Sunday, October 27, 2013

The Soviet “Flying Fortress” K-7 by Konstantin Kalinin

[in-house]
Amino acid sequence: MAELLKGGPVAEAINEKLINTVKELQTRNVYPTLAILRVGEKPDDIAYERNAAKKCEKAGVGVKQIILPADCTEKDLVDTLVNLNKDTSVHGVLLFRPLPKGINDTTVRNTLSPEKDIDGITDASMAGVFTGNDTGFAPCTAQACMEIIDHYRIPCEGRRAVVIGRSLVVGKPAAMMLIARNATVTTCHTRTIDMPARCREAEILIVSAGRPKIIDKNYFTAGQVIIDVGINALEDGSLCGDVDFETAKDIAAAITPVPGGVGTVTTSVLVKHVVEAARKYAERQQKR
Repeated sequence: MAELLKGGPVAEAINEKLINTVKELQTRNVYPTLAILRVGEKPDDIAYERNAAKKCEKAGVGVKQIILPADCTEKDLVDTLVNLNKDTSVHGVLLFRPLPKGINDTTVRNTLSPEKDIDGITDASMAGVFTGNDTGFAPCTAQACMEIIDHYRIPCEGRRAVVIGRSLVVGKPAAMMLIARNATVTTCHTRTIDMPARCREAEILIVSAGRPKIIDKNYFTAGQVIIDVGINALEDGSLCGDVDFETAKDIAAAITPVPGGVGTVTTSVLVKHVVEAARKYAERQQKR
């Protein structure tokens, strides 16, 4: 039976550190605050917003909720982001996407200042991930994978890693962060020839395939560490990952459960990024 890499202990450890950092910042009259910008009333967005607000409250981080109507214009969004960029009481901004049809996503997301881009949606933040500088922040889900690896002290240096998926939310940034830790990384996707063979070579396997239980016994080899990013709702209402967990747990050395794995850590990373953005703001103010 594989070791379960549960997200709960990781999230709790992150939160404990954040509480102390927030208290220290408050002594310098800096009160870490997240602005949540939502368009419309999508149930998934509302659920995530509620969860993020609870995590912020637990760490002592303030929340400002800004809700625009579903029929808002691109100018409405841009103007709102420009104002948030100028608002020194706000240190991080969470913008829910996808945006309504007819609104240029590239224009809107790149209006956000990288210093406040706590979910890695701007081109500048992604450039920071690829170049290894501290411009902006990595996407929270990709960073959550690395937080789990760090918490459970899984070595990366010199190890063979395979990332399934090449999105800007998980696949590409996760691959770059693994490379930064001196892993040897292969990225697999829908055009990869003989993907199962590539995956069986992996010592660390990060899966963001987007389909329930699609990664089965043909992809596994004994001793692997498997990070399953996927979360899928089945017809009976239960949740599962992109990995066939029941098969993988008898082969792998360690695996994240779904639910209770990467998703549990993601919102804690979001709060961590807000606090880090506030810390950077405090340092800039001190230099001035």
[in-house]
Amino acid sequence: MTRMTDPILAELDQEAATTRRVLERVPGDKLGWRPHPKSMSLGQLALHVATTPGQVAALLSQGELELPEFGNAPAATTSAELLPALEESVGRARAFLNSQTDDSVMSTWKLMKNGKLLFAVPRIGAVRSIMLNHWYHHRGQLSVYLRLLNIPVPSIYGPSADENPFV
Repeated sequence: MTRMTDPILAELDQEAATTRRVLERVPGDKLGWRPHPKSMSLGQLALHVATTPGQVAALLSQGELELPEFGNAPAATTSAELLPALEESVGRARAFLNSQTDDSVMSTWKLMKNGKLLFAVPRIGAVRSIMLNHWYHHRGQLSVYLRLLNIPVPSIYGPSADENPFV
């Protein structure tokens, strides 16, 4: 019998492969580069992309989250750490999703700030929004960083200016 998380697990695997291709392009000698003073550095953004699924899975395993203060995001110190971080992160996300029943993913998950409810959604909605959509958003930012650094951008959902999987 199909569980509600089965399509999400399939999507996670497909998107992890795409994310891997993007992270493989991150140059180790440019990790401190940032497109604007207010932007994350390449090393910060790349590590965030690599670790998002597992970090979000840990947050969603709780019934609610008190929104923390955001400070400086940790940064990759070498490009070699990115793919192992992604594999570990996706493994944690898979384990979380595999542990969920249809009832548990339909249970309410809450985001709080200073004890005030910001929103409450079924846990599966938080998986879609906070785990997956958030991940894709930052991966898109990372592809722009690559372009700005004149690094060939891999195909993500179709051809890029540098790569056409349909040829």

The Kalinin K-7  was a heavy experimental aircraft built and tested in the Soviet Union in the early 1930s. It was named after Soviet aircraft designer Konstantin Alekseevich Kalinin (1889 – 1938). The K-7 was one of the biggest aircraft built before the jet age. It had an unusual arrangement of six tractor engines on the wing leading edge. In civil transport configuration, it would have had a capacity for 120 passengers and 7,000 kg  of mail. The K-7 was built in two years at Kharkiv starting in 1931. The K-7 first flew on 11 August 1933. The very brief first flight showed instability and serious vibration caused by the airframe resonating with the engine frequency. The solution to this was thought to be to shorten and strengthen the tail booms, little being known then about the natural frequencies of structures and their response to vibration. The aircraft completed seven test flights before a crash due to structural failure of one of the tail booms on 21 November 1933. The existence of the aircraft had only recently been announced by Pravda which declared it was "victory of the utmost political importance" since it had been built with steel produced in the USSR rather than imported (mostly from Sweden). Kalinin was executed as an enemy of the state in 1938 during the Stalinist purges. One of attached pictures were taken in Kharkiv early 1930s, and the third one is just a computer model created to show what the term of  "flying fortrass" was assosiated with many decades ago.